An environmental health group is calling on the Food and Drug Administration (FDA) to investigate the ingredients that manufacturers use in sunscreens to boost sun protection factor (SPF) values.
The Environmental Working Group in a letter to FDA Commissioner Robert Califf on Thursday said it’s concerned that the ingredients being used only keep the skin from reddening — a warning sign of a sunburn — without truly offering enhanced protection from the sun’s ultraviolet rays.
“Such products may encourage people to remain in the sun, where, though they don’t see or sense burning, they may in fact sustain subtle or profound damage to the skin, potentially leading to cancer,” the group said in its letter.
While it appreciates the FDA’s efforts to regulate the safety and efficiency of sunscreens, the group said the current rules need to be updated to keep up with new formulas and marketing trends.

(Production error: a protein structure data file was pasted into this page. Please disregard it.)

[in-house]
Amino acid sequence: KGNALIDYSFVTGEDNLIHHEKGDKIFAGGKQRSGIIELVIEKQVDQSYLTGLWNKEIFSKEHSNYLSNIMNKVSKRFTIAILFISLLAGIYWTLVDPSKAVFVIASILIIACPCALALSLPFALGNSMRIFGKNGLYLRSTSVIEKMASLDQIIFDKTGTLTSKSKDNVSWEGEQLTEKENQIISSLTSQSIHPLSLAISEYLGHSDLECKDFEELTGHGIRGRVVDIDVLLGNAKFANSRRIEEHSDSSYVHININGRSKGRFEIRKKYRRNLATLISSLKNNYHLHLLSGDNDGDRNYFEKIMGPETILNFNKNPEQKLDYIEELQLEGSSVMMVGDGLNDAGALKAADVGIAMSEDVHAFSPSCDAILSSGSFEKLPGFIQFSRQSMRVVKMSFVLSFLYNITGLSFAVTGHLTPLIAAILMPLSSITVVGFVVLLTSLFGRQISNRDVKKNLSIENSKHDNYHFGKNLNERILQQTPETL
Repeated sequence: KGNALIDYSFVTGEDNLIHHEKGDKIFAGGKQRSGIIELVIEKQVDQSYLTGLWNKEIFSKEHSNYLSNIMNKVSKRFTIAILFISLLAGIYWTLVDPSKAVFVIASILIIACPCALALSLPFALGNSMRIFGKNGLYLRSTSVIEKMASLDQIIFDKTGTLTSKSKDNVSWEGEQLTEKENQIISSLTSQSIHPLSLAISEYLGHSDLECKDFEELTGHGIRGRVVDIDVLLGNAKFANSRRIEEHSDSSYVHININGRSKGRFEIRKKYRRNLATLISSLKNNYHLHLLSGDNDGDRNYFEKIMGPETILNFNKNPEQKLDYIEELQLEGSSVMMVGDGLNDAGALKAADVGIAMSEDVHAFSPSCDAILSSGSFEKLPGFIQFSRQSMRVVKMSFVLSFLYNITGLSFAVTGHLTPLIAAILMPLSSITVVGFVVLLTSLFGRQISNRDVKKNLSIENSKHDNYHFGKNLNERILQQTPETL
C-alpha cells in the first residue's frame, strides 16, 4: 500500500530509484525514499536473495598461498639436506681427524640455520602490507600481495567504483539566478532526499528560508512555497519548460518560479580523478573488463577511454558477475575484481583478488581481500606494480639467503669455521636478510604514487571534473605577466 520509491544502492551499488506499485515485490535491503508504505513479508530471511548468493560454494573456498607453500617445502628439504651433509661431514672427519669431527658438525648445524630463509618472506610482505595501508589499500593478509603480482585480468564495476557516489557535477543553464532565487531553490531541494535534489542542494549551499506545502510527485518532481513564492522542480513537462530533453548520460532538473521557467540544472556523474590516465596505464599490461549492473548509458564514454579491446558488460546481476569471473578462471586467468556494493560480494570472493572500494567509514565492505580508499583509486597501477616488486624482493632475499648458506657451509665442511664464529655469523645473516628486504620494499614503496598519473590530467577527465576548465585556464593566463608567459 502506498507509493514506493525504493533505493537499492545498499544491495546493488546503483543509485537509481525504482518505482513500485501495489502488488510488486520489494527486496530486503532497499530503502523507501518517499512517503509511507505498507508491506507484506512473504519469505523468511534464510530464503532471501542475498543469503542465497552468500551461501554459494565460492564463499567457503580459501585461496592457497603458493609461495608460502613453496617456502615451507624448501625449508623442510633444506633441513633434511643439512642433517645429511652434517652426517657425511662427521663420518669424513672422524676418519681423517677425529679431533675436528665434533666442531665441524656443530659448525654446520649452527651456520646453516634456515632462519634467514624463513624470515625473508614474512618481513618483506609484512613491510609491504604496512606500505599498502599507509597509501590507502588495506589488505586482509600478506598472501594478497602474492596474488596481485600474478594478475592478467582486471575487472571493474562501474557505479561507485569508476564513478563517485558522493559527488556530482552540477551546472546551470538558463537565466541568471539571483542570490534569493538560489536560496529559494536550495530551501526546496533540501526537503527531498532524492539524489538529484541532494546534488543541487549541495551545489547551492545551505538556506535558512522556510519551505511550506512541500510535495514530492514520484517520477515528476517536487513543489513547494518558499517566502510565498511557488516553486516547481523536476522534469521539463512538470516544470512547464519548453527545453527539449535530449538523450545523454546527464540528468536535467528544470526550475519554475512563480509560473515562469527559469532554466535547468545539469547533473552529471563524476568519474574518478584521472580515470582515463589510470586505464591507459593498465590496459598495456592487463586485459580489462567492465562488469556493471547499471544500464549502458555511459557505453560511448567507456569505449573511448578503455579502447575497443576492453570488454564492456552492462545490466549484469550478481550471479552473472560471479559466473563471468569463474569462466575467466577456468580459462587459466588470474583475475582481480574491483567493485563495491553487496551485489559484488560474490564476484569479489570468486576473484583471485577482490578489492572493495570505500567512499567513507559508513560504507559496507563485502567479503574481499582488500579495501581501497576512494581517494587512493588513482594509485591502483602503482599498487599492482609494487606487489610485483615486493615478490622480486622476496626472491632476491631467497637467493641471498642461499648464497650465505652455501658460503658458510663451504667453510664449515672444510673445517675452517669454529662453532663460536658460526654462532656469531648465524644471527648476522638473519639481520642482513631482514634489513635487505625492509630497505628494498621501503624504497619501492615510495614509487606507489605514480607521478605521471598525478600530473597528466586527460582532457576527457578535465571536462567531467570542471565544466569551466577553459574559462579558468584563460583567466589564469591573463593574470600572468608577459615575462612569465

“The current testing methodology prescribed by FDA does not address the increasing use of anti-inflammatories, antioxidants and other ingredients that may boost SPF readings and mask reddening, the body’s early warning system that it is experiencing sun damage,” the group said in its letter. “Current testing requirements also have enabled the proliferation of high SPF claims that often cannot be verified.”
The group asked the FDA to finalize a rule it proposed in 2011 that would cap SPF values at 50-plus, citing high rates of skin cancer. They also want the agency to issue a rule requiring companies to display the lower value obtained from measuring the sun protection factor when determining the SPF of products.